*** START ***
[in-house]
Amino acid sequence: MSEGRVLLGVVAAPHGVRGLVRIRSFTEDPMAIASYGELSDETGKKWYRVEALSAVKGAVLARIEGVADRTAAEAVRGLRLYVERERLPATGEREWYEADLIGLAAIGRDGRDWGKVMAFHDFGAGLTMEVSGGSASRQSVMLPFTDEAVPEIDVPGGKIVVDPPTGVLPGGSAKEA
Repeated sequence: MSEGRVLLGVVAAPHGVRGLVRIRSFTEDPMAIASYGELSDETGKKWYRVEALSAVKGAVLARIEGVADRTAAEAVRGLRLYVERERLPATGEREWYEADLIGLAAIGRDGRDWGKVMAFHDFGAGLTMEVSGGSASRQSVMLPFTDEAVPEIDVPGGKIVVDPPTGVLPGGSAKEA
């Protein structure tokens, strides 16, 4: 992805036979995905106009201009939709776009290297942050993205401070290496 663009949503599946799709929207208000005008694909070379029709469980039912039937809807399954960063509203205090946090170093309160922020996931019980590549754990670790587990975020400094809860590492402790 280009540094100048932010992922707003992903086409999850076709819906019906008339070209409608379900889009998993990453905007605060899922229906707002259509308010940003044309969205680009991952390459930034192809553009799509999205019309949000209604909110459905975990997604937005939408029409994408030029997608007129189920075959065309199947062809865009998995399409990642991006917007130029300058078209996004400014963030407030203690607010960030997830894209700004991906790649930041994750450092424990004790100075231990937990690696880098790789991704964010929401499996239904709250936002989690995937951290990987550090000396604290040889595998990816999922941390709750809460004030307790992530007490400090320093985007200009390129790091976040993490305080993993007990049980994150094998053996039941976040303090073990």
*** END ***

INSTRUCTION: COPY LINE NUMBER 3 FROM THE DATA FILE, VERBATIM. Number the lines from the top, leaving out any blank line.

Repeated sequence: MSEGRVLLGVVAAPHGVRGLVRIRSFTEDPMAIASYGELSDETGKKWYRVEALSAVKGAVLARIEGVADRTAAEAVRGLRLYVERERLPATGEREWYEADLIGLAAIGRDGRDWGKVMAFHDFGAGLTMEVSGGSASRQSVMLPFTDEAVPEIDVPGGKIVVDPPTGVLPGGSAKEA